Most people say they’ve never met anyone quite like Luigi Zanettin.
As a son, he always carved out time to fish and hunt with his dad and once gave up six months’ worth of Saturdays to help his father refurbish a fire truck for firefighters in Africa.
As a husband, he bought his wife flowers every week and worked two jobs while attending school so they could build a future together.
As a student, he never missed class and his curiosity-driven questions propelled him to the top of his program. Even after he was delivered a blow in 2013 when he found out he had a rare form of cancer, he never slowed down.
“When he had every reason to say I’ve had enough, he fought against it,” said Bill Altenhof, a University of Windsor mechanical and materials engineering professor who mentored the 27-year-old through graduate studies. “He just simply would never quit; I was awestruck by his level of determination.”
Zanettin fought the aches and pains, the weight loss and weakness from radiation and chemotherapy. His rhabdomyosarcoma — a disease that causes cancer cells to form in muscle tissue — caused vision loss and weakness that left him dependent on a cane.
Determined to finish his Master of Applied Science (MASc) degree, Zanettin would bring his laptop to the cancer clinic during chemotherapy treatments and later, to hospice, when he was too weak to stay at home. Weeks before he passed away peacefully surrounded by family and friends on July 10, 2014, UWindsor president Alan Wildeman made a special trip to the Hospice of Windsor & Essex County Inc. to confer Zanettin’s MASc degree.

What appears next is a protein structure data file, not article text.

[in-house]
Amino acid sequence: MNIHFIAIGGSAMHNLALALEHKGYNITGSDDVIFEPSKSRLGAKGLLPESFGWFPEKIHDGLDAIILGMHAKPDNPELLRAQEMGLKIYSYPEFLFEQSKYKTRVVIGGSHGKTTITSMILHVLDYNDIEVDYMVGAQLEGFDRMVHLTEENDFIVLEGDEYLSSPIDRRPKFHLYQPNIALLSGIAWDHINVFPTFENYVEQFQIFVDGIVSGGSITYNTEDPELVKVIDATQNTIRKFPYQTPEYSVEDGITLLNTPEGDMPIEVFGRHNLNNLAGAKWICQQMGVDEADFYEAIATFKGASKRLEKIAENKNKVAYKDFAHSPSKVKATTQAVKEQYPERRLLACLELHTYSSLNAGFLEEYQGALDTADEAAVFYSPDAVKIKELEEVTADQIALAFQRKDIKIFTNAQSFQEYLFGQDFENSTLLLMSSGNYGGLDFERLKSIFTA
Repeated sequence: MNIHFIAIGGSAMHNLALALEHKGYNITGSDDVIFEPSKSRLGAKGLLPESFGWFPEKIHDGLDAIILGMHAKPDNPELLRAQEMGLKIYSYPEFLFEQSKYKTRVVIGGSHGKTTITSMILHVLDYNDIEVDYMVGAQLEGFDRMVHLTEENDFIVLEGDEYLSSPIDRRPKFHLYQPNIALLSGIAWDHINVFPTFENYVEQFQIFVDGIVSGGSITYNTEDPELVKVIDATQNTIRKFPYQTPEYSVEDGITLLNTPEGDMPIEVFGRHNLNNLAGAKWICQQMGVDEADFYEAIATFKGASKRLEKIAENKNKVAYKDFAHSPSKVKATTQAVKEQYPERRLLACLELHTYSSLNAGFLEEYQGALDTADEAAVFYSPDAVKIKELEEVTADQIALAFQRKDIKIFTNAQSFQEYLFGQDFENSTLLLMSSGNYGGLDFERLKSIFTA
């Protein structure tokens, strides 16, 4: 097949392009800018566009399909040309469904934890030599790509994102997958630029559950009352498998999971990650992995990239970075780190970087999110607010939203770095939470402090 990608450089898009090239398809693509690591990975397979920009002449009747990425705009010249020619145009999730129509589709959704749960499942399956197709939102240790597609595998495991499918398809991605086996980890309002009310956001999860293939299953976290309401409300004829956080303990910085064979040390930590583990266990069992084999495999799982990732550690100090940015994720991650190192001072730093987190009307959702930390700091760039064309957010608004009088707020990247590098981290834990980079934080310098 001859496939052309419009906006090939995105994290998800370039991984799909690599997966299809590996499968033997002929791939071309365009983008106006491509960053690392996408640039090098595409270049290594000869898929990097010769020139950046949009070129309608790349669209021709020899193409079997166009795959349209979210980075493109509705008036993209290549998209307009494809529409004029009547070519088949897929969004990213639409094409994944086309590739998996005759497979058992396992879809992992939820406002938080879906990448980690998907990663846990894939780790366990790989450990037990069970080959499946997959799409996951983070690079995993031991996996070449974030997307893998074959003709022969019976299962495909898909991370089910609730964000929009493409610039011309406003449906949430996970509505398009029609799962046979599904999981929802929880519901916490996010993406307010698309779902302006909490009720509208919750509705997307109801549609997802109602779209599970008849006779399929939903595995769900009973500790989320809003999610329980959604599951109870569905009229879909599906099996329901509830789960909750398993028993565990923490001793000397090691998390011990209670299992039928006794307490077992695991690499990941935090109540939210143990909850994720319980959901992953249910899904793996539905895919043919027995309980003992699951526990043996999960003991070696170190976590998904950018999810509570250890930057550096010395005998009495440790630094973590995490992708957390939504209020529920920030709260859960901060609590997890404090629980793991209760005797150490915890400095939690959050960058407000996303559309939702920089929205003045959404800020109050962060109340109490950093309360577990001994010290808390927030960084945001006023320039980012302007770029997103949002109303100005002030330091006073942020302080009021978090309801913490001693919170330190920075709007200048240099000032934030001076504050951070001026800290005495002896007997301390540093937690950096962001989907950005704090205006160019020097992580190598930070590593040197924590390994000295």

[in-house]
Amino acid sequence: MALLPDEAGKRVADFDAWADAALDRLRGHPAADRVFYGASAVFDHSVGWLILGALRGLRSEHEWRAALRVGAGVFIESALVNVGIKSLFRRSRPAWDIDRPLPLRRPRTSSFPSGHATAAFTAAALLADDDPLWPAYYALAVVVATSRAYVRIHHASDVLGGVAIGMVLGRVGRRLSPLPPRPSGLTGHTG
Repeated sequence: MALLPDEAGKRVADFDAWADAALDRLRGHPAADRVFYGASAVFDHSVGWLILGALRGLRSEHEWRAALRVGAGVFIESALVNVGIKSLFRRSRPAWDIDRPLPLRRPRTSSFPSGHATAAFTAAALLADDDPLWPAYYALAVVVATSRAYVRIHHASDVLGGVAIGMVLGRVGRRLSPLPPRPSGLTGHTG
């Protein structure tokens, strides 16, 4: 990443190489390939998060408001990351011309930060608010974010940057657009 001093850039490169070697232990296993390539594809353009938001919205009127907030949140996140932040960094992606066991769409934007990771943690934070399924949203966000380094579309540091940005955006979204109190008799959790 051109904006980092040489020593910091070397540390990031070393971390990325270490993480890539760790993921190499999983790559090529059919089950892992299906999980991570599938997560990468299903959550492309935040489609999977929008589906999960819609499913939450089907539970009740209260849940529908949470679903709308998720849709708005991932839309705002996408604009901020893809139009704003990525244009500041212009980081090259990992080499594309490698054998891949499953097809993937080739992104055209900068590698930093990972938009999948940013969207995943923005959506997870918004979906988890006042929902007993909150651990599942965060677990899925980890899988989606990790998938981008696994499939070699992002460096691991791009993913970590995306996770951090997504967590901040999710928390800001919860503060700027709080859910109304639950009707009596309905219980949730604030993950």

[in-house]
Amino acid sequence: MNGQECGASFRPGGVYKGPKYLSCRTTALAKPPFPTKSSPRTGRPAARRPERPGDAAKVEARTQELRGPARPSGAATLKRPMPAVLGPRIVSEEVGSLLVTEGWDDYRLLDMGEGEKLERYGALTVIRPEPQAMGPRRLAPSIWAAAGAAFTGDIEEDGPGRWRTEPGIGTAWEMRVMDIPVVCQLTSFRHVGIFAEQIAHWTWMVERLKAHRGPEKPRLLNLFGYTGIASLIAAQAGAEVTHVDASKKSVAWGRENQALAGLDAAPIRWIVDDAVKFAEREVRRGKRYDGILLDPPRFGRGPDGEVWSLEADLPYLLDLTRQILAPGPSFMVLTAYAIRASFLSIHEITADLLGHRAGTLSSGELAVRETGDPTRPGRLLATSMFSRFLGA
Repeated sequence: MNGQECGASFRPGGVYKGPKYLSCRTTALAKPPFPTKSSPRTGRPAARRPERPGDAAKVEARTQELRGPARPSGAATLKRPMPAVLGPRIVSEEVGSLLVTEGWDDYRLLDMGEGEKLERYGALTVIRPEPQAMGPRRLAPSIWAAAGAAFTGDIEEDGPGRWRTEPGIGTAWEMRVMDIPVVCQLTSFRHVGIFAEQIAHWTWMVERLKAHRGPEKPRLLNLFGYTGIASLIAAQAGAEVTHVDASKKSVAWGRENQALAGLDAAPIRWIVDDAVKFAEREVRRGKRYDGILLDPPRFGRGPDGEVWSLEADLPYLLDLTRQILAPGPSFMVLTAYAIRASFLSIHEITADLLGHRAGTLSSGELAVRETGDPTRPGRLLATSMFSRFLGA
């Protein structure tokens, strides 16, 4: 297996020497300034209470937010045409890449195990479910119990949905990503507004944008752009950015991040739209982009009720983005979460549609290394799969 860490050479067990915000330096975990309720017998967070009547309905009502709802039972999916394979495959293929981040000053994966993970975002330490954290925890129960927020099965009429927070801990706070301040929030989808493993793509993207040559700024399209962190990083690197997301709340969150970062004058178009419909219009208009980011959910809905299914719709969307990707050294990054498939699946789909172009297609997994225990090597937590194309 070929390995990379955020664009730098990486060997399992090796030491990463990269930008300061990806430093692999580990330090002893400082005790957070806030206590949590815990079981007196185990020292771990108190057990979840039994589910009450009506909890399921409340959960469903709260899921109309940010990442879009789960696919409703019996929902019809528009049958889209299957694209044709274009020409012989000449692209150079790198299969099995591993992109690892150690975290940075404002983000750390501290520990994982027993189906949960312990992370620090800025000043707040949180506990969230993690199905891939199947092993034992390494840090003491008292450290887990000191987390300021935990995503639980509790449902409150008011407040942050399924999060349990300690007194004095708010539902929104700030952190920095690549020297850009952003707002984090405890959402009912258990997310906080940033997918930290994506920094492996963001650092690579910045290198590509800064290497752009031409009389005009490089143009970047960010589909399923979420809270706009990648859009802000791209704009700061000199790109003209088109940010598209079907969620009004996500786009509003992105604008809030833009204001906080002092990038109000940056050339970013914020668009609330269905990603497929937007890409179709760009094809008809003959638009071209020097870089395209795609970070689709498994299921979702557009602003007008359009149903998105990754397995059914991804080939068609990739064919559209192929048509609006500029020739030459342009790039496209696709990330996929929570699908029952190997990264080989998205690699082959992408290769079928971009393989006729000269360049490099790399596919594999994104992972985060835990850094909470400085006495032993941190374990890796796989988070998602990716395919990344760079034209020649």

Zanettin’s drive and devotion to his education prompted professor Jacqueline Stagner to establish a scholarship in his name. Donations came flooding in from family, friends and people who were touched by Zanettin’s story and in less than four months, reached the $25,000 required for endowment.
Starting in fall 2017, a $1,000 Luigi Zanettin Memorial Scholarship will be given annually to a student who transfers from an advanced technology diploma at a college to an undergraduate engineering program at UWindsor — the same academic path Zanettin took.
Read more about the Luigi Zanettin Memorial Scholarship and the man who inspired this gift in the full story, “Scholarship keeps student's legacy alive,” published in the Faculty of Engineering Spring Newsletter.